Chuck Ludlam Blasts Coyne….But I Don't Know Why!

Chuck Ludlam (Nepal 1968-70 & Senegal 2005-07) sent me this email from Patagonia. He is traveling there with his wife, Paula Hirshoff ( Senegal 2005-07), and he asked me to post his comment as his internet connections are chancy. He did write as the end of his blast at me, “Please post this as a response to your post.” 

So here’s what Chucky had to say about me from sunny Patagonia!

It’s too bad that John Coyne didn’t bother to read our 150 page report on Peace Corps reform — posted since July 2009 on PeaceCorps Wiki. It would help the readers to see it posted on Coyne’s website.

John would find there that we oppose the 5-year rule, which has given political appointees entirely too much power at the agency and destroyed its capacity for institutional memory.
He’s also find that the Peace Corps transferred the investigative authority away from the Office of Inspector General in order to minimize the adverse publicity that comes with crimes against Volunteers. A major scandal.

ABC posted six minutes of our hour plus interview. We made lots of points in our interview that are not presented in this excerpt.

Coyne’s post shows that he is opposed to Peace Corps reform and has no understanding of the extent of the mismanagement at the agency. The evidence of this mismanagement is presented in depth in our report. It presents an appalling picture of an agency that has lost its sense of mission. The notion that all we need to do is expand couldn’t be more misguided.
Chuck Ludlam

[As best I can recall, I never posted Chuck’s 150 page report as it was too much for my limited blog site, and also it had already been posted on several Peace Corps related sites. As for my recent posts about the Peace Corps, all that I have written about is the murder in Benin, not about reforms for the agency, though, like all RPCVs, I support changes. Chuck is right, however, in that I do support the 5-year rule, but unlike Chuck, I don’t support political appointees in the agency. I only want RPCVs in those jobs.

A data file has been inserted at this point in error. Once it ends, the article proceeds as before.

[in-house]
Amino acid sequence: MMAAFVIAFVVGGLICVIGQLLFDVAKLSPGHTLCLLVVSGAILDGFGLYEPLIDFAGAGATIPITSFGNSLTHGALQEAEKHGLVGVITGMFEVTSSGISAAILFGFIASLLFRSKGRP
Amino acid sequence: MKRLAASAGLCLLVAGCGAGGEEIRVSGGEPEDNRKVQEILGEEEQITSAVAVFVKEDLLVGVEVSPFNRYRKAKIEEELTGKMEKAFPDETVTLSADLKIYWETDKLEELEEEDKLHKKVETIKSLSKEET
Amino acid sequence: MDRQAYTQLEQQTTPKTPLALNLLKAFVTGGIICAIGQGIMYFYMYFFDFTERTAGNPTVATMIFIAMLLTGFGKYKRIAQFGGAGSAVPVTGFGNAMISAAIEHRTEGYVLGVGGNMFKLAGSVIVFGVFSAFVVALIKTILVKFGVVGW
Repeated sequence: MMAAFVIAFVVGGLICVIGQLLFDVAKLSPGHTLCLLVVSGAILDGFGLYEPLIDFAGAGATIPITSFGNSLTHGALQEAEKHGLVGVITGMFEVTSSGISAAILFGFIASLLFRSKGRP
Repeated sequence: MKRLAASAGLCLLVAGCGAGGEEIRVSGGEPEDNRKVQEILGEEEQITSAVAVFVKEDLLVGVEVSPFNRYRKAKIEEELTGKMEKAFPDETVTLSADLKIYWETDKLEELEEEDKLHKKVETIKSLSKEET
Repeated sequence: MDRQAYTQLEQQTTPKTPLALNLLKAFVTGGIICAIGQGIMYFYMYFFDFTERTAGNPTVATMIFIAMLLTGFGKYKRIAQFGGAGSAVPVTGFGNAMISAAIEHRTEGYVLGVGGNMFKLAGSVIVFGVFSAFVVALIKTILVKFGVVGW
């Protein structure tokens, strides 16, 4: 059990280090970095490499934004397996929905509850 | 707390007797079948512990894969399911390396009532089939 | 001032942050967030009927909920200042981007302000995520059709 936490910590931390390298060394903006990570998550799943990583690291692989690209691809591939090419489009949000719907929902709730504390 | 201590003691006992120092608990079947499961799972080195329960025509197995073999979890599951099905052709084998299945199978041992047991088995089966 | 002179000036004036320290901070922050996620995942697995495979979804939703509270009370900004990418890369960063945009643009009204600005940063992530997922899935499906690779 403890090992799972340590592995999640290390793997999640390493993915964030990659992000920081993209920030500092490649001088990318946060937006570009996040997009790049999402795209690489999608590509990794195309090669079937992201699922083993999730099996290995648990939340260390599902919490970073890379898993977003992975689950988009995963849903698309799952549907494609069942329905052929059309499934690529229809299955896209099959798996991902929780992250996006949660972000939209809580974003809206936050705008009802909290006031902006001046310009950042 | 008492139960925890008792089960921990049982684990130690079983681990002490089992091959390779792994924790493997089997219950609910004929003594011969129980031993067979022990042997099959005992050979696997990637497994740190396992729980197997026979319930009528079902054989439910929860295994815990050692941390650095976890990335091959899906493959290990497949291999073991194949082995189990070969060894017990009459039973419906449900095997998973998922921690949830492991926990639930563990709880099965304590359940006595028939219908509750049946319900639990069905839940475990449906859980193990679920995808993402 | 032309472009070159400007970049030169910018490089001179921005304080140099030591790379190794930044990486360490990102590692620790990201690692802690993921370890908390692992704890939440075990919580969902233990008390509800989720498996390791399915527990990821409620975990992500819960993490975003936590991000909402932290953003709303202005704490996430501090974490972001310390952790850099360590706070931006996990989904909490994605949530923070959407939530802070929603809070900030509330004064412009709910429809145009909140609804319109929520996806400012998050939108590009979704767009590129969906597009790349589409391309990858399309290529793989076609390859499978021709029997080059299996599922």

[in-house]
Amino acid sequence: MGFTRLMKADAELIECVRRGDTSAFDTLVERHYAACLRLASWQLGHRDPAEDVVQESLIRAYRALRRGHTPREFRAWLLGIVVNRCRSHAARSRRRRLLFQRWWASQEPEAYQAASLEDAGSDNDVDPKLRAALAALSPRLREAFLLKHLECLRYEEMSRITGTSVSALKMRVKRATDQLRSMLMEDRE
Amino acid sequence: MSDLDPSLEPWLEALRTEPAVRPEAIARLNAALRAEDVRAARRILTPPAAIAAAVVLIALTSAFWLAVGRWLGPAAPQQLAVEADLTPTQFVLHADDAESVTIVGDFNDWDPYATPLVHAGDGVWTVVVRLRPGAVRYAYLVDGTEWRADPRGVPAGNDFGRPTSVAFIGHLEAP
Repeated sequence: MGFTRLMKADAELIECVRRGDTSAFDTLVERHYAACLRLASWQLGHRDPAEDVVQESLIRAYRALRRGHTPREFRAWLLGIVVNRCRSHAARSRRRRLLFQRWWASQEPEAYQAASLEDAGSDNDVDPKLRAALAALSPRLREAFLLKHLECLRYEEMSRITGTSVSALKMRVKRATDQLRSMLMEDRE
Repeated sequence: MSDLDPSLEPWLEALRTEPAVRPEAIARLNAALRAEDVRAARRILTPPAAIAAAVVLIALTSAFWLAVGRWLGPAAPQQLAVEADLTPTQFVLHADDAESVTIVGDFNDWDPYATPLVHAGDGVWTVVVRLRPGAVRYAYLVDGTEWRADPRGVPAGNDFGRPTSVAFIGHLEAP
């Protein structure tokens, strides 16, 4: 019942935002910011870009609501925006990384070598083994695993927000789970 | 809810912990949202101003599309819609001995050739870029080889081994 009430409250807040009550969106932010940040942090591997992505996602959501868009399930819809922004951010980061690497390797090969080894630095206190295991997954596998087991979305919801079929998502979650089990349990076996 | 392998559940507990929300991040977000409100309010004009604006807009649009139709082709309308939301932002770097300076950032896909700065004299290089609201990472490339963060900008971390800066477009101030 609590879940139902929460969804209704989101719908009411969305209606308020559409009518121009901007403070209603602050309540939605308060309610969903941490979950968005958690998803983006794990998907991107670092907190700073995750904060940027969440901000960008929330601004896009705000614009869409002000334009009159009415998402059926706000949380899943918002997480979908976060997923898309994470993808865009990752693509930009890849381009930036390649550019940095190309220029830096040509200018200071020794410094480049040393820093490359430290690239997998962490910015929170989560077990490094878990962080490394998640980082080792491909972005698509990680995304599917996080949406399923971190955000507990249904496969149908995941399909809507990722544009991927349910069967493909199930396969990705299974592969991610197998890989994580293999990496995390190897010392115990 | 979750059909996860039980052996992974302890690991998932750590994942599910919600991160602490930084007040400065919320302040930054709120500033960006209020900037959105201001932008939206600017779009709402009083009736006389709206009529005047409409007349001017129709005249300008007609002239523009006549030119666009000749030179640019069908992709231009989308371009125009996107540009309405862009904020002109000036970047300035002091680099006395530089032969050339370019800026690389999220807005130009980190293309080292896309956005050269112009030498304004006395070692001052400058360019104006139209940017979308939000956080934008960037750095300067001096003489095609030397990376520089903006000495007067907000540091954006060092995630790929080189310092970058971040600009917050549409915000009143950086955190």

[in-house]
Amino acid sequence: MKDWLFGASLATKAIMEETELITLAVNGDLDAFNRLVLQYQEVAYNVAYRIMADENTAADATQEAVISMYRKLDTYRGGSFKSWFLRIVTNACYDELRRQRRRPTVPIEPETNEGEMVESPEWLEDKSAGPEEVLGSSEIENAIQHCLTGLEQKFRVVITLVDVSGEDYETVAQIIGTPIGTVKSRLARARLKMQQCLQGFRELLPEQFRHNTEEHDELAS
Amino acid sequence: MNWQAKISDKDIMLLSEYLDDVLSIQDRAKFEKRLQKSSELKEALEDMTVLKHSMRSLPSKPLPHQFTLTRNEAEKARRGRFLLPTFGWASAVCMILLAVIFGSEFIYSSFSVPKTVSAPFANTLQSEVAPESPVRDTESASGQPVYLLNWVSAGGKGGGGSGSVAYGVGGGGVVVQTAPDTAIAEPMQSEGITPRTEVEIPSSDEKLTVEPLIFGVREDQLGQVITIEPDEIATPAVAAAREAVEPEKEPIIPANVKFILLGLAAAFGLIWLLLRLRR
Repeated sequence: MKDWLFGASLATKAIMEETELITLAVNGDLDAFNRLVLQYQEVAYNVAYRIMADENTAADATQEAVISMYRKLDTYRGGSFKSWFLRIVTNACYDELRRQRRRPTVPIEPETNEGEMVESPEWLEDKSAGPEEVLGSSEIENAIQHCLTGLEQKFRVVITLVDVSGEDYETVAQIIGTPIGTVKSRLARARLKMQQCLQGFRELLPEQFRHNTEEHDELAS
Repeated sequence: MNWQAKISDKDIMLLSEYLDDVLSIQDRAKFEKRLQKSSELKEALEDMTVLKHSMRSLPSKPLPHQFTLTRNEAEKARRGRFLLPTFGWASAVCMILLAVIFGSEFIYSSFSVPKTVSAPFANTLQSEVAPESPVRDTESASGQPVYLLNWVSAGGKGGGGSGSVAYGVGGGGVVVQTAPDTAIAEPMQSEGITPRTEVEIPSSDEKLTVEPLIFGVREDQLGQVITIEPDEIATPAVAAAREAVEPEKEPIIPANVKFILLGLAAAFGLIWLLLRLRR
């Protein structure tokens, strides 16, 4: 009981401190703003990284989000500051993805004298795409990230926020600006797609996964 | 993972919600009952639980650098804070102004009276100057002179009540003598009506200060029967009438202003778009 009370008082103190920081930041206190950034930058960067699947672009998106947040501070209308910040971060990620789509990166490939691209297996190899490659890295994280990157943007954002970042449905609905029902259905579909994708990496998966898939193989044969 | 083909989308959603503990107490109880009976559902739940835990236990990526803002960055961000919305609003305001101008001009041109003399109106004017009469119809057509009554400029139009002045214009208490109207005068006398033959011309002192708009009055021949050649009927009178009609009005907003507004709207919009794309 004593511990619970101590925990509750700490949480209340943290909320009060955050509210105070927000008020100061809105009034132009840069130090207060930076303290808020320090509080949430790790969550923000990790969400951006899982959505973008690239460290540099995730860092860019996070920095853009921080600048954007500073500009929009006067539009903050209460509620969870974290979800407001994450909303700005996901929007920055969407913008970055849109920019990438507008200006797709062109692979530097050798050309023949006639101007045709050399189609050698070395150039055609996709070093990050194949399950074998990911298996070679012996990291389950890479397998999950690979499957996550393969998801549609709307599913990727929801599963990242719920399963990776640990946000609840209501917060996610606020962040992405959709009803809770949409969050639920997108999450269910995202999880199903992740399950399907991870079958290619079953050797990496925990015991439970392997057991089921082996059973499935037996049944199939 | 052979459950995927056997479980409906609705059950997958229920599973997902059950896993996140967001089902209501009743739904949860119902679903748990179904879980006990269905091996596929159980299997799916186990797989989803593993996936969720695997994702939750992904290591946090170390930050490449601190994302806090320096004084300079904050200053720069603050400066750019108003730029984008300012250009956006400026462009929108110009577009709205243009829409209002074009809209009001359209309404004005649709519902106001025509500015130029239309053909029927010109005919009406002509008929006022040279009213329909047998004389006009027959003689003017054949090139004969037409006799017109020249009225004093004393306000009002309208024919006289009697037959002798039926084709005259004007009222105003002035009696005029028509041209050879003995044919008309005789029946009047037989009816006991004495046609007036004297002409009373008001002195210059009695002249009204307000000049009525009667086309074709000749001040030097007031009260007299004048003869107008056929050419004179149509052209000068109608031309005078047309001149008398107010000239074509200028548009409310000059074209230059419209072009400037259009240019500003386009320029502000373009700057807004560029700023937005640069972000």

I’ve never met Chuck. I have never met Paula. My first and only contact (out of the blue!) came when they were PCVs in Senegal and Chuck sent me a few angry, hostile, and demanding emails.]


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  • Angry, hostile and demanding have characterized virtually every interaction I have had with Mr. Ludlam. The report he wrote raised a few good points, but overall it was so mean spirited, it was useless as a reference for policy changes. On the whole, Mr. Ludlam’s writings and remarks have been, in my view, continally unhelpful. The criticism of Coyne — just plain dumb.

  • Thanks for the post, John. It’s still nice to read different opinions. Why doesn’t Mr. Ludlam print his report as a book and share it via or even create a web site and post it- or both?

  • At least Ludlam opposes the five year rule since he says that it allows too many political appointees to get in. I also oppose the five-year rule because 1) it takes more than five years to really learn the job and related to this, 2) Peace Corps has no sense of its own history, which they seem unable to go back to square one and focus on applicants as their primary objective. On this latter point, we all agree on this one.

  • The Five YEar Rule and the Political Appointees are not the same thing. The political appointees number upwards of 30 which is, I believe, the most of any agency of its size. The political appointees all resign when a new administration takes over, if that new administration is of a different political party. Thirty new political appointees from the new political party take over, when they are finally approved by the Senate.The Five Year Rule would kick in if the same political party was in power for longer than five years.

    At the same time as the poitical appointees are coming or going, civil service employees are subject to the five year rule and are coming and going, but for different reasons and on a different schedule. One report said that the average tenure at the Peace Corps was 18 months.
    The agency assessment report said that much time is spent recruiting and training all the new employees.

  • Here in sunny southern Florida, dark clouds hang over RPCV heads obscuring our traditionally warm views of Peace Corps. Due, of course, to the ABC scandal of rapes and cover-ups. Our local RPCF group is planning a forum, so that we may all get together and share our shock and emotional reactions to what has transpired. (Call it Peer Counseling years later.) I hope that we may vent, explore, and come up with some kind of wish list for our beloved Peace Corps. I’ll keep you posted. But I think other RPCV groups might consider coming together as we will.

    Leita Kaldi Davis
    (Senegal 1993-96)

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